Take the 2-minute tour ×
Mathematics Stack Exchange is a question and answer site for people studying math at any level and professionals in related fields. It's 100% free, no registration required.

I am having trouble to compute the following sum: $$ \sum_{k=0}^n(n-2k)^p \frac{{n \choose k}{2m-n \choose m-k}}{{2m \choose m}} $$ Here $p\geq 2$.

To simplify the question, we can even assume that $n/2-C\sqrt n\leq k \leq n/2+C\sqrt n$. Any help or sources will be very helpful.

Thank you.

share|improve this question
    
So you asymptotics or exact value? –  Norbert Apr 11 '12 at 23:52
    
I would like to get exact value, but I don't know even how to get asymptotic. I will apreciate any explanation. –  Michael Apr 12 '12 at 0:58
    
Even Mathematica doesn't know the answer... –  Norbert Apr 12 '12 at 9:41
    
I guess it's implied that $n\le p$. Besides, the first factor can be negative (if p is odd). Nothing wrong with that, but feels a little strange. Are you sure you got it right? –  leonbloy Apr 12 '12 at 15:07
    
Yes. Its right. What if to make substitution $2k-n=m$? –  Michael Apr 12 '12 at 15:35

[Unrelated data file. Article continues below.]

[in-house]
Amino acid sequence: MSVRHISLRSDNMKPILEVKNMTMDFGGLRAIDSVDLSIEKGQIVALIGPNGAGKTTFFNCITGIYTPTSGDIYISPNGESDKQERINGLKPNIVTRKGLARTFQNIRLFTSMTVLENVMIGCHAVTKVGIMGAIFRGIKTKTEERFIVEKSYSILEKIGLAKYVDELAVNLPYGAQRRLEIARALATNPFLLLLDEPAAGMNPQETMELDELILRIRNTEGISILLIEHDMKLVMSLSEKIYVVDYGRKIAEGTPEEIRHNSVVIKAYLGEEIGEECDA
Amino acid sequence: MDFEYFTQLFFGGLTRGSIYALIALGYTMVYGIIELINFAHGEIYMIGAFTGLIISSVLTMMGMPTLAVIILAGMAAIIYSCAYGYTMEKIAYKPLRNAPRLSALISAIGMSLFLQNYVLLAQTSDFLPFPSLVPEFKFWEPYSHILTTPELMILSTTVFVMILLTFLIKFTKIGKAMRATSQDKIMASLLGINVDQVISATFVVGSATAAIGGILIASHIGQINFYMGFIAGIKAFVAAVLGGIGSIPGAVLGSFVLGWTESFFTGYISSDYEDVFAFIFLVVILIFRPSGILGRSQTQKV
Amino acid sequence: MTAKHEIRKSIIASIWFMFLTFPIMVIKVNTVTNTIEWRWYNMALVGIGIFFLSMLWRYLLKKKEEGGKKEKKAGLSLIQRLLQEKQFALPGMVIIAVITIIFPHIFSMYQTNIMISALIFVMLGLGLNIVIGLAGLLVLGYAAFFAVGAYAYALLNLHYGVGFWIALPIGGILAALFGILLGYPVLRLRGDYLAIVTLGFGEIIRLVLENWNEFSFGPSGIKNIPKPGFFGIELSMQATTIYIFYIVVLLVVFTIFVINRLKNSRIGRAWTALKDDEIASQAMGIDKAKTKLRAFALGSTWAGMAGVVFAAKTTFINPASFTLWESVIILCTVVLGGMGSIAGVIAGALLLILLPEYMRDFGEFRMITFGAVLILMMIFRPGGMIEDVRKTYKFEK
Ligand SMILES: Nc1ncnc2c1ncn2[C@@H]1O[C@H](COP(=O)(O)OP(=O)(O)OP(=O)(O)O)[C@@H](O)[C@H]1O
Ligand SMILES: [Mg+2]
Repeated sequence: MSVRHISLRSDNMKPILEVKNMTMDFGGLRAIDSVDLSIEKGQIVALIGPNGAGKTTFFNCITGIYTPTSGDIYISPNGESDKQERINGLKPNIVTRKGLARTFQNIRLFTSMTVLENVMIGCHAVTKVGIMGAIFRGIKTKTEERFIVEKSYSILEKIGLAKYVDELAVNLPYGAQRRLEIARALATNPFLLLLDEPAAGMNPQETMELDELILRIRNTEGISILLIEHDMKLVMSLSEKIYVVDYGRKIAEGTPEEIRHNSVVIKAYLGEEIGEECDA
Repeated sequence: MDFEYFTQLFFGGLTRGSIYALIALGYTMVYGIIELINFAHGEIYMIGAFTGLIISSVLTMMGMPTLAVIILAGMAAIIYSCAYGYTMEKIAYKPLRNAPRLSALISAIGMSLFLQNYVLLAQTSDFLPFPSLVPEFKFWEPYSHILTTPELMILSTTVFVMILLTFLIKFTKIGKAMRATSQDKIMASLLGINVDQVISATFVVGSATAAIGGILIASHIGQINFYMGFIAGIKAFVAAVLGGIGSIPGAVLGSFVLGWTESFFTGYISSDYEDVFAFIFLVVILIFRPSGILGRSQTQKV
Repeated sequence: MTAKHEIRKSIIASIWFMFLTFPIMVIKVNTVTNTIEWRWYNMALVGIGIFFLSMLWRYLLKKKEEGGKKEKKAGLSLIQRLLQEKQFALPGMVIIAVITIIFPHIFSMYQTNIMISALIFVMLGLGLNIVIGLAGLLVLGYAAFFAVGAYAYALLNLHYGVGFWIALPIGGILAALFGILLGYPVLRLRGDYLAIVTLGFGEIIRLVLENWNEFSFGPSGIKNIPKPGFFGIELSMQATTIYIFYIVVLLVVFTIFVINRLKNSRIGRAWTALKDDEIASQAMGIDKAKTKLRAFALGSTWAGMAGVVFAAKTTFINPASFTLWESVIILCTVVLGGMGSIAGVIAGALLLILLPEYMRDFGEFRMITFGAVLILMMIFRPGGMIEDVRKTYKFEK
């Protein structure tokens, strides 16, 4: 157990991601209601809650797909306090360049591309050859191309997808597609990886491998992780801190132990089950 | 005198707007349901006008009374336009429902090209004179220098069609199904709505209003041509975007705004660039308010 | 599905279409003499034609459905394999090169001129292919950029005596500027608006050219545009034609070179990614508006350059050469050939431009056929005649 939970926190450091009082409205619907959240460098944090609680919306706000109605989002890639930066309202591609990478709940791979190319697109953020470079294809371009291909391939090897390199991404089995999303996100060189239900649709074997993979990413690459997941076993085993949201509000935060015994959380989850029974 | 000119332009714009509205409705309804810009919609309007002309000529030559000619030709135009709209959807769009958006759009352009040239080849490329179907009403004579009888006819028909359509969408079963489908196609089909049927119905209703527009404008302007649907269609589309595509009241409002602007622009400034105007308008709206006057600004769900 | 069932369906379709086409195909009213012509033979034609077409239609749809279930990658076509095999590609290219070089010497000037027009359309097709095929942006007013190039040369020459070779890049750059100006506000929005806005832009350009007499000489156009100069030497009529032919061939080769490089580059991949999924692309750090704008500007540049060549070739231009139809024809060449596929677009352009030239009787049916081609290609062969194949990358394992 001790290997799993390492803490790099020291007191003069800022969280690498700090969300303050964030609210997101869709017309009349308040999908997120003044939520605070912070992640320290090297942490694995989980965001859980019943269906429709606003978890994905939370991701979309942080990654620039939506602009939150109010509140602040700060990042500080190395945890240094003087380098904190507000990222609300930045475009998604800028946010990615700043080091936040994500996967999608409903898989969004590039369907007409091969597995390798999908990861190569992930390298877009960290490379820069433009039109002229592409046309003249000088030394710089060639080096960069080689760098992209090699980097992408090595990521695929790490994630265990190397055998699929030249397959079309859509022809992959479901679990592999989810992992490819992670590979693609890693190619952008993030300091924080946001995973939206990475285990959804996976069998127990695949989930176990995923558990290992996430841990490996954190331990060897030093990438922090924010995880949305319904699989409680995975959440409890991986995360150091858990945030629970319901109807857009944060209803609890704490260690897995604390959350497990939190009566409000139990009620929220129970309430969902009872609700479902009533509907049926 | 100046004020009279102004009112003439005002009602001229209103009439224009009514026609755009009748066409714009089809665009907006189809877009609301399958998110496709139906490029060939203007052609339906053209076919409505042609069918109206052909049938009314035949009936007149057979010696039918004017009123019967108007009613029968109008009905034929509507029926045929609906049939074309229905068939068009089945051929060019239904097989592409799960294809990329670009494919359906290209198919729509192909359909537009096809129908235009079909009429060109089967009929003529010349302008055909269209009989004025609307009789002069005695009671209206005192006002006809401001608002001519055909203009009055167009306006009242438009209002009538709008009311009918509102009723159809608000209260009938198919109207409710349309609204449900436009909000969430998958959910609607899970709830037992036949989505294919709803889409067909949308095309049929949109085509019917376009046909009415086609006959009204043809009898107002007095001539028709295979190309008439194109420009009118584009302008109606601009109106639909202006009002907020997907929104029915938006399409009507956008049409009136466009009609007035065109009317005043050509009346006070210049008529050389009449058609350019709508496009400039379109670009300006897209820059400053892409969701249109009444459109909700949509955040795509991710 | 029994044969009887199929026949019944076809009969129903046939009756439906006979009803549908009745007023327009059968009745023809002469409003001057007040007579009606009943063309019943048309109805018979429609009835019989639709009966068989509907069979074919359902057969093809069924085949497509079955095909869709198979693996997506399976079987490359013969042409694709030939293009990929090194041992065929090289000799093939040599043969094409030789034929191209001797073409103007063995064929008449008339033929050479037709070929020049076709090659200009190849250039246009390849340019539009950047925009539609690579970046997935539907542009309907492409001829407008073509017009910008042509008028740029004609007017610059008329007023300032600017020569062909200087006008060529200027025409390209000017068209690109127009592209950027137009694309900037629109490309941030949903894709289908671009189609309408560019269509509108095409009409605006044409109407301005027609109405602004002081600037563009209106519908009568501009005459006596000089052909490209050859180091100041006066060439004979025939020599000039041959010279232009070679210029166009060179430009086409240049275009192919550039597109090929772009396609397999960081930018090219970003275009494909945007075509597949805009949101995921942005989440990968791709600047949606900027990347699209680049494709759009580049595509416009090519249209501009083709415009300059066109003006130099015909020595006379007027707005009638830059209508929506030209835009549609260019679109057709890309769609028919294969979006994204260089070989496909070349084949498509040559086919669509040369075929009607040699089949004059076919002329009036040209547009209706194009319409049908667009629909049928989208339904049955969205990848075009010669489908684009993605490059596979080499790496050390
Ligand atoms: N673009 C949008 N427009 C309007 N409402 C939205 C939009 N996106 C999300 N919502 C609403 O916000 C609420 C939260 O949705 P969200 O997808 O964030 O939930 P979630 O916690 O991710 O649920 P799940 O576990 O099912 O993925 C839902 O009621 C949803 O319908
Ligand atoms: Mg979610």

add comment

2 Answers

up vote 0 down vote accepted
+50

The search term "moment generating function of hypergeometric distribution" may produce some information. One form of the MGF is listed at the Wikipedia page on the hypergeometric distribution, but probably you know that and want a form where the symmetry around $n/2$ is used. Posting to stats.stackexchange.com or adding a (statistics) tag could be useful.

share|improve this answer
add comment

The expression you gave can be simplified to

$$ S = \sum_{k=0}^n(n-2k)^p \frac{{m \choose {n-k}}{m \choose k}}{{2m \choose n}} $$

This is same as

$$ S = \sum_{k=0}^n(2k-n)^p \frac{{m \choose {n-k}}{m \choose k}}{{2m \choose n}} $$

by substituting n-k as k.

So at least in the case where p is odd, this shows that S = -S, so S = 0; not sure what to do when p is even.

share|improve this answer
add comment

Your Answer

 
discard

By posting your answer, you agree to the privacy policy and terms of service.

Not the answer you're looking for? Browse other questions tagged or ask your own question.